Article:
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Report calls for permanent National Guard units to protect Capitol

By Ed Adamczyk & Don Jacobson
Report calls for permanent National Guard units to protect Capitol
A task force report on Monday called for a permanent security force of National Guard troops, such as those pictured on March 4, available for emergencies at the U.S. Capitol. File Photo by Kevin Dietsch/UPI
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March 8 (UPI) -- U.S. Capitol Police were "inadequately trained" to deal with the violent mob attack of Jan. 6 and the Capitol needs a permanent, "quick reaction" force to defend it from future violence, a task force report submitted Monday says.

The USCP was "understaffed, insufficiently equipped, and inadequately trained to secure the Capitol and Members (of Congress) when violently attacked by a large mob," and still remains vulnerable, a task force of security experts wrote in a report. The task force was led by retired Lt. Gen. Russel Honoré and commissioned by House Speaker Nancy Pelosi in the wake of the attack by supporters of former President Donald Trump.

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The Capitol Police force, they found, "is not postured to track, assess, plan against, or respond to this plethora of threats due to significant capacity shortfalls, inadequate training, immature processes, and an operating culture that is not intelligence-driven."

The 15-page security review by "Task Force 1-6" recommends a standing military force of National Guard members and military reservists on a rotating basis, permitting District of Columbia National Guard leaders to respond directly to requests for aid from the chief of the U.S. Capitol Hill Police without awaiting Defense Department approval.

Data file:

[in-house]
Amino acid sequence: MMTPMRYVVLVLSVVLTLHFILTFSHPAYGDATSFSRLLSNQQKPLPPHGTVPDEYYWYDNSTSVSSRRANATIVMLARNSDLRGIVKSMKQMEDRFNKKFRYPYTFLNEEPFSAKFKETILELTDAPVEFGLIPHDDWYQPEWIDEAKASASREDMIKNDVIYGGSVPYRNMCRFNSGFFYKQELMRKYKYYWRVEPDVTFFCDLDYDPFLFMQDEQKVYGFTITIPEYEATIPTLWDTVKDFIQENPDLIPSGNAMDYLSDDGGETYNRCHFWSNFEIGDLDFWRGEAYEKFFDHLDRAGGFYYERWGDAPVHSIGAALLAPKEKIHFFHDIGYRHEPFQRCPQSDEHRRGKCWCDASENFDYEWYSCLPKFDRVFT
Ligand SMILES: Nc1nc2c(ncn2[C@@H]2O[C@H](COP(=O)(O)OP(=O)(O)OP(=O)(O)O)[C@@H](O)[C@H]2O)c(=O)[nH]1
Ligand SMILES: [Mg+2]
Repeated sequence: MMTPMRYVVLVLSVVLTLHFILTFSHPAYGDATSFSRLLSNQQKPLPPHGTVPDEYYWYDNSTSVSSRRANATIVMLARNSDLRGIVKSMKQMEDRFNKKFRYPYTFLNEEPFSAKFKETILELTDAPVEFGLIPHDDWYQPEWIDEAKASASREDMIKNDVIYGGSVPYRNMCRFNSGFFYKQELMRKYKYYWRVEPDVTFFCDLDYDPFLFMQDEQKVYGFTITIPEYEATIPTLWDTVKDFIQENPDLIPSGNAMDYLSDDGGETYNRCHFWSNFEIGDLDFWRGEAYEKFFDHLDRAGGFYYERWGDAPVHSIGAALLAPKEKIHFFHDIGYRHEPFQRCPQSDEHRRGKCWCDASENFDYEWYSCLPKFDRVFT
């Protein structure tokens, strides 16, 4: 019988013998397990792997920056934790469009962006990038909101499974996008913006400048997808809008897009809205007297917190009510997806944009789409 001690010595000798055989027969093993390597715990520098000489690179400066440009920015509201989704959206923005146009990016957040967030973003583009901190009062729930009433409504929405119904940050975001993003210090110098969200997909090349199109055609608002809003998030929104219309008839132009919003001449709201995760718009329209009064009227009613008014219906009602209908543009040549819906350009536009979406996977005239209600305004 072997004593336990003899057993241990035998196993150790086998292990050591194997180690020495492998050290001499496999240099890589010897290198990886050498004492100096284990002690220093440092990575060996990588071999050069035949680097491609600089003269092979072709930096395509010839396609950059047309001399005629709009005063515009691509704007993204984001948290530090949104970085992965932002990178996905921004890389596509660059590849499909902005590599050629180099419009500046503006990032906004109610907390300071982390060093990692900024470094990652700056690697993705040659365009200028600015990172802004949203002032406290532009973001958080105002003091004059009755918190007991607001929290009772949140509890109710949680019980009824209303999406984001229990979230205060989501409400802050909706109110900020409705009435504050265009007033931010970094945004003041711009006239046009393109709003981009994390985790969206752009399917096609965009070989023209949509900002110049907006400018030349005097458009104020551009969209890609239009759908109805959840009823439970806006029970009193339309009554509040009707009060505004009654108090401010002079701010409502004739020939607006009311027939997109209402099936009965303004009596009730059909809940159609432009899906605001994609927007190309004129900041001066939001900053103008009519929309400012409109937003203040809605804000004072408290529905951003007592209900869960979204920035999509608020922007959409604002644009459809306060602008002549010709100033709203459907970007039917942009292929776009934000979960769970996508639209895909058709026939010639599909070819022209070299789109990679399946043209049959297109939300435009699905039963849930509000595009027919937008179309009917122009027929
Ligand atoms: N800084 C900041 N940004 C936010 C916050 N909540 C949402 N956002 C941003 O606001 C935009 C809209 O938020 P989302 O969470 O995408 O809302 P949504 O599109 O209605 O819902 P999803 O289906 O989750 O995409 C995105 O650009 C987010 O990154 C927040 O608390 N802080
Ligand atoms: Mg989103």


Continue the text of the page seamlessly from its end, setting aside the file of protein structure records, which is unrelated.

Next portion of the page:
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Additionally, it calls for better use of portable fencing, an increase in the 2,300-person Capitol Hill Police force by 874 people and immediate filling of 233 police force vacancies.

"Our national capital is a prominent tourist destination, venue for many peaceful First Amendment activities, and a high-value target for foreign terrorists or domestic extremists," the report says. "Yet it has no dedicated quick reaction force for response to crises."

Hundreds of protesters trespassed and vandalized the Capitol building on Jan. 6 in an attempt to stall the presidential certification process.

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At a Congressional hearing last week to analyze the insurrection, Maj. Gen. William Walker, D.C. National Guard commander, testified that he waited for three hours during the attack for Pentagon approval of his troops' deployment.

Eventually, nearly 26,000 National Guard troops were mobilized to provide security after the incident and leading to President Joe Biden's Jan.20 inauguration. About 5,200 troops currently remain in Washington.

The report suggests a three- to six-month deployment of National Guard troops in the capital.

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The recommendation is part of an overarching plan for security of the entire Capitol region by the Department of Homeland Security, body cameras for Capitol Hill police officers, explosives-detecting dogs, additional protection of members of Congress and notably, the use of mounted units, which the police employed until 2005.

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"Best used in high pedestrian and dense crowd areas, a well-trained horse and rider can assist in controlling crowds or quelling disturbances with few serious injuries to demonstrators," the report says.

"They increase mobility, allowing officers to reach a scene more efficiently than on foot or in a vehicle. A rider's elevated position allows them to better assess a crowd and its actions, eliminate or curtail face-to-face confrontations, and provide a calming effect on a crowd in tense situations."

The report's conclusions are likely to spark a partisan debate between Democrats and Republican lawmakers, some of whom have echoed the false claims of the Jan. 6 attackers that Trump's 2020 election defeat was due to widespread voter fraud.

Sen. Ron Johnson, R-Wis., last month criticized Honoré as an "extreme partisan" due to his criticism of GOP lawmakers' unproven claims of election fraud, while House Minority Leader Kevin McCarthy on Sunday cited what he called Honore's "notorious partisan bias."

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